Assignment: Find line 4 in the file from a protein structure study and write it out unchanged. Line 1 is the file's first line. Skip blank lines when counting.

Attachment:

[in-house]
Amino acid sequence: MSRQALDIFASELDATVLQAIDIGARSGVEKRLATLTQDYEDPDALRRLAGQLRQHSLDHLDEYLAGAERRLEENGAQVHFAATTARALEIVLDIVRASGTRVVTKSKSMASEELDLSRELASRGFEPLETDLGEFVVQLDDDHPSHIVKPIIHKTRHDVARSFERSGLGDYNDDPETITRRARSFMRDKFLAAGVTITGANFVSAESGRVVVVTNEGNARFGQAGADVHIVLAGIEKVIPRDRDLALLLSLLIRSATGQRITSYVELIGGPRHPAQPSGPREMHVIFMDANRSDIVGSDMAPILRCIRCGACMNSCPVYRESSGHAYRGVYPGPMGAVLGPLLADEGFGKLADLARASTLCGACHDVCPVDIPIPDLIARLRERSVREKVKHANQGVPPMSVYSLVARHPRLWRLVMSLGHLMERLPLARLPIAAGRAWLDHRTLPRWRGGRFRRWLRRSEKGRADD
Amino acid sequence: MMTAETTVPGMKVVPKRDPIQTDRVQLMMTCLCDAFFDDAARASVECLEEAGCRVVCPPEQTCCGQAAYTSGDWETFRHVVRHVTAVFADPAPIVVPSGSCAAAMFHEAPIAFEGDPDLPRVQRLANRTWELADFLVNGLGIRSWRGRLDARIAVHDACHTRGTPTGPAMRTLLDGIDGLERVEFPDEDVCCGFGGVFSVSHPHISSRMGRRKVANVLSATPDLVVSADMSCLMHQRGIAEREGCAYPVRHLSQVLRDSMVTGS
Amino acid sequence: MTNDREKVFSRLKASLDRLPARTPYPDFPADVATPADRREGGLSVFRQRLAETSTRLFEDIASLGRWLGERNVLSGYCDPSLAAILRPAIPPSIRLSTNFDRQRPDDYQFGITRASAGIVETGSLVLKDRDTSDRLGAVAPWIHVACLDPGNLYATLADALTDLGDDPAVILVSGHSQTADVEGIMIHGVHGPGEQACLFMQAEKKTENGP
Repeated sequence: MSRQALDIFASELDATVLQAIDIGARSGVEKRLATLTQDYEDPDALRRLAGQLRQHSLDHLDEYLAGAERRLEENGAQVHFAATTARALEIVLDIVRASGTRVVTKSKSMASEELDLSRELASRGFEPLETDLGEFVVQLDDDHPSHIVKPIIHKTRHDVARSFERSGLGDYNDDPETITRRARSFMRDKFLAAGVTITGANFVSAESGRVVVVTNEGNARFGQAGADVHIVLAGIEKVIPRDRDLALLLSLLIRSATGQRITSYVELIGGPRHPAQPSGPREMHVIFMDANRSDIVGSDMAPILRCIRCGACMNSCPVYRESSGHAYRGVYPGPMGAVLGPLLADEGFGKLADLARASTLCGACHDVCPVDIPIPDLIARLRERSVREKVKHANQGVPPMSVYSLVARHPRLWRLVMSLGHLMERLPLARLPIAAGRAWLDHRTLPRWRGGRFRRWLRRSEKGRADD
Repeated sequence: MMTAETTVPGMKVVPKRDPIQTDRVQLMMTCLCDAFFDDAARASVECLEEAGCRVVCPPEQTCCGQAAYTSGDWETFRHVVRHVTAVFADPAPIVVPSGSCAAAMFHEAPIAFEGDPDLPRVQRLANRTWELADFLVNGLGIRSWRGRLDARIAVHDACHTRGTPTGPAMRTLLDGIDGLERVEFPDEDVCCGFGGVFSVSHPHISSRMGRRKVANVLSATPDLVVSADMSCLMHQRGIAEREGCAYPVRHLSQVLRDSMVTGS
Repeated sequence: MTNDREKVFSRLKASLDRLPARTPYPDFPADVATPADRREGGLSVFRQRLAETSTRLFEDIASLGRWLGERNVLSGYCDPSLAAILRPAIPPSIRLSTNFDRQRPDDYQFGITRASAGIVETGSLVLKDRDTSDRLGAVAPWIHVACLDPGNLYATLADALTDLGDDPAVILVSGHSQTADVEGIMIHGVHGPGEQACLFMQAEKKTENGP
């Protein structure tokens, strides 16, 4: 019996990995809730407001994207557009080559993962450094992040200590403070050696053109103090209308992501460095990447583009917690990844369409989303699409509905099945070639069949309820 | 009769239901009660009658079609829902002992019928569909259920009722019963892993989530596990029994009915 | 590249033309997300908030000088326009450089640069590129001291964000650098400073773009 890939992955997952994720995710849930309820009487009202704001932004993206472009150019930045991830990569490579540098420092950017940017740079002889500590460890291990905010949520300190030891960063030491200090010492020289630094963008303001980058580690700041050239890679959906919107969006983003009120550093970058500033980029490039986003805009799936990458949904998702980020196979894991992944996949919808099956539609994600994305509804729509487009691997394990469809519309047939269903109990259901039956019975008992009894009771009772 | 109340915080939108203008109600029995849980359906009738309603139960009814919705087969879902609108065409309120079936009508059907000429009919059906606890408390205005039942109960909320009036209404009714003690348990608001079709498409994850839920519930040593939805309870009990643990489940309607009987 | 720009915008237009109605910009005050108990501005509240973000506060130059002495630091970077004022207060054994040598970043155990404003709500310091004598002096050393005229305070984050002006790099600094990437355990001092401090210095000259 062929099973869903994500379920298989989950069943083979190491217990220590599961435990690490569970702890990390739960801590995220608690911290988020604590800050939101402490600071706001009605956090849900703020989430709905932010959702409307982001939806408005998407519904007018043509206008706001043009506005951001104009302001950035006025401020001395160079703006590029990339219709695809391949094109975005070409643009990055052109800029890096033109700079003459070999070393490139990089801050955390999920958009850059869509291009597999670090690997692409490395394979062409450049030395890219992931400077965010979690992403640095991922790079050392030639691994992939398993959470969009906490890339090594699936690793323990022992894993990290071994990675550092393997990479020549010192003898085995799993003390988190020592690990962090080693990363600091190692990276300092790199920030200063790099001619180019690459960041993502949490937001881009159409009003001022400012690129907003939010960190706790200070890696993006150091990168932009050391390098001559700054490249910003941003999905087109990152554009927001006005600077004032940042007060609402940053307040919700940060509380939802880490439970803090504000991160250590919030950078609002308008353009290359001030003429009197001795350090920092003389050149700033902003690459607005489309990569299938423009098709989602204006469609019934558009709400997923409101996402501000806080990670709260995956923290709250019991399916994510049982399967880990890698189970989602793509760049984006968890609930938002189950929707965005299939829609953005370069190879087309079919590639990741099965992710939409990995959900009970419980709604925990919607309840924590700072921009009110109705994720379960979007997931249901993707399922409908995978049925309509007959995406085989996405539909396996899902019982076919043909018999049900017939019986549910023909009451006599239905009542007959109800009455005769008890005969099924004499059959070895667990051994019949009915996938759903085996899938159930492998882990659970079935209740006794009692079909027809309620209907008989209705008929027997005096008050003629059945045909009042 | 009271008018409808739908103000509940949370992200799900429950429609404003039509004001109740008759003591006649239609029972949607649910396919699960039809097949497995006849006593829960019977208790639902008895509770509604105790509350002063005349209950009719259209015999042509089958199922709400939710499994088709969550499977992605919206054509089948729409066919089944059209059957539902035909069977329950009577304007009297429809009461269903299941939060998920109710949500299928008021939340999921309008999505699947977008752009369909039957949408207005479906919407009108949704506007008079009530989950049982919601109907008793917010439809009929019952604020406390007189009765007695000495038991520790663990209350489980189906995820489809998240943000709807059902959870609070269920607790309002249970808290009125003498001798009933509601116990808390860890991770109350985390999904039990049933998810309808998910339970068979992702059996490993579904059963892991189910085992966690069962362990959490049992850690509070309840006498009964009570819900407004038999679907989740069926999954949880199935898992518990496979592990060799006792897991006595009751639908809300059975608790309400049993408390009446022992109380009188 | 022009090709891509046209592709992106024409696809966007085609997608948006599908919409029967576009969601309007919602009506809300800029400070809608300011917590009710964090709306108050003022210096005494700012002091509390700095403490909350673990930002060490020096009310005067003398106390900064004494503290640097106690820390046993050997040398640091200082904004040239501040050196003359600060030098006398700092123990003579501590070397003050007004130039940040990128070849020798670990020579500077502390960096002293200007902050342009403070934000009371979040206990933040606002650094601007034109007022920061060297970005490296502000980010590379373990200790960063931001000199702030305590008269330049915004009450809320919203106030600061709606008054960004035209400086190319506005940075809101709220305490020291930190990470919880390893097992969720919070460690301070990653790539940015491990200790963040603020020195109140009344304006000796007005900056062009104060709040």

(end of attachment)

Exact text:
Amino acid sequence: MTNDREKVFSRLKASLDRLPARTPYPDFPADVATPADRREGGLSVFRQRLAETSTRLFEDIASLGRWLGERNVLSGYCDPSLAAILRPAIPPSIRLSTNFDRQRPDDYQFGITRASAGIVETGSLVLKDRDTSDRLGAVAPWIHVACLDPGNLYATLADALTDLGDDPAVILVSGHSQTADVEGIMIHGVHGPGEQACLFMQAEKKTENGP